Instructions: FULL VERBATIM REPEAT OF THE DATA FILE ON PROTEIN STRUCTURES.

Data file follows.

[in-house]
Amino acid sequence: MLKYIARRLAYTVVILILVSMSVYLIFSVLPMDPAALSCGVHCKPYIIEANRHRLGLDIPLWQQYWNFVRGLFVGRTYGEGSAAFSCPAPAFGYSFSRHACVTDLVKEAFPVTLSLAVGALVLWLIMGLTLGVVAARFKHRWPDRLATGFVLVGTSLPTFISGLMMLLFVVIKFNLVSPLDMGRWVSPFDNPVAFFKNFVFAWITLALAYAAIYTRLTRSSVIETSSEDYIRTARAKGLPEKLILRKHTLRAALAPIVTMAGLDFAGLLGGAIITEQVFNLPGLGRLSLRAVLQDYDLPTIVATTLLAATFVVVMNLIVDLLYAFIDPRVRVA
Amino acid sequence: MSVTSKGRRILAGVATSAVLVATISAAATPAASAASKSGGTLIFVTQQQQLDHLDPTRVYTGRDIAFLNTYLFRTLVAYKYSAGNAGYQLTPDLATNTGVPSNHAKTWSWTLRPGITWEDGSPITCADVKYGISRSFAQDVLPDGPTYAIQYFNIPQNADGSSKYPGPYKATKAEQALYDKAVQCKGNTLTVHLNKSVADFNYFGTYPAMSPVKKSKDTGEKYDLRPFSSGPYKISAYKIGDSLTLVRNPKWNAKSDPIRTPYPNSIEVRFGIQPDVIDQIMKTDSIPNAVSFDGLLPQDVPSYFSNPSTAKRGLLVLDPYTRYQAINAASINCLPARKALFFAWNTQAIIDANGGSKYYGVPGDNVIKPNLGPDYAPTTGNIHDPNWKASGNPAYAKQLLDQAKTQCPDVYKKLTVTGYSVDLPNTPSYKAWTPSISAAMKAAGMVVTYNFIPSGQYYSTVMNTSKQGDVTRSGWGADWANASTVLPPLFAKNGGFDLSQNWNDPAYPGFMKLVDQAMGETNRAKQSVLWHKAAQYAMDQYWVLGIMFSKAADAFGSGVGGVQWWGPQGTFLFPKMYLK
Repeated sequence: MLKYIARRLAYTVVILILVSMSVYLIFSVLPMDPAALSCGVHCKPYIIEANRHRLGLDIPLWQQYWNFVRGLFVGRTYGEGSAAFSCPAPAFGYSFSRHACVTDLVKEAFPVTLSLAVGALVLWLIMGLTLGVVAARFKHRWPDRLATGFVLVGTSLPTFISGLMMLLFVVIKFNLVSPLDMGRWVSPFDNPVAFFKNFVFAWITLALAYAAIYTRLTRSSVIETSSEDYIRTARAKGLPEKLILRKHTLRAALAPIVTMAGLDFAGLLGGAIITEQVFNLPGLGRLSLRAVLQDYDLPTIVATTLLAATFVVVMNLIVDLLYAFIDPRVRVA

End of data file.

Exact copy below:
[in-house]
Amino acid sequence: MLKYIARRLAYTVVILILVSMSVYLIFSVLPMDPAALSCGVHCKPYIIEANRHRLGLDIPLWQQYWNFVRGLFVGRTYGEGSAAFSCPAPAFGYSFSRHACVTDLVKEAFPVTLSLAVGALVLWLIMGLTLGVVAARFKHRWPDRLATGFVLVGTSLPTFISGLMMLLFVVIKFNLVSPLDMGRWVSPFDNPVAFFKNFVFAWITLALAYAAIYTRLTRSSVIETSSEDYIRTARAKGLPEKLILRKHTLRAALAPIVTMAGLDFAGLLGGAIITEQVFNLPGLGRLSLRAVLQDYDLPTIVATTLLAATFVVVMNLIVDLLYAFIDPRVRVA
Amino acid sequence: MSVTSKGRRILAGVATSAVLVATISAAATPAASAASKSGGTLIFVTQQQQLDHLDPTRVYTGRDIAFLNTYLFRTLVAYKYSAGNAGYQLTPDLATNTGVPSNHAKTWSWTLRPGITWEDGSPITCADVKYGISRSFAQDVLPDGPTYAIQYFNIPQNADGSSKYPGPYKATKAEQALYDKAVQCKGNTLTVHLNKSVADFNYFGTYPAMSPVKKSKDTGEKYDLRPFSSGPYKISAYKIGDSLTLVRNPKWNAKSDPIRTPYPNSIEVRFGIQPDVIDQIMKTDSIPNAVSFDGLLPQDVPSYFSNPSTAKRGLLVLDPYTRYQAINAASINCLPARKALFFAWNTQAIIDANGGSKYYGVPGDNVIKPNLGPDYAPTTGNIHDPNWKASGNPAYAKQLLDQAKTQCPDVYKKLTVTGYSVDLPNTPSYKAWTPSISAAMKAAGMVVTYNFIPSGQYYSTVMNTSKQGDVTRSGWGADWANASTVLPPLFAKNGGFDLSQNWNDPAYPGFMKLVDQAMGETNRAKQSVLWHKAAQYAMDQYWVLGIMFSKAADAFGSGVGGVQWWGPQGTFLFPKMYLK
Repeated sequence: MLKYIARRLAYTVVILILVSMSVYLIFSVLPMDPAALSCGVHCKPYIIEANRHRLGLDIPLWQQYWNFVRGLFVGRTYGEGSAAFSCPAPAFGYSFSRHACVTDLVKEAFPVTLSLAVGALVLWLIMGLTLGVVAARFKHRWPDRLATGFVLVGTSLPTFISGLMMLLFVVIKFNLVSPLDMGRWVSPFDNPVAFFKNFVFAWITLALAYAAIYTRLTRSSVIETSSEDYIRTARAKGLPEKLILRKHTLRAALAPIVTMAGLDFAGLLGGAIITEQVFNLPGLGRLSLRAVLQDYDLPTIVATTLLAATFVVVMNLIVDLLYAFIDPRVRVA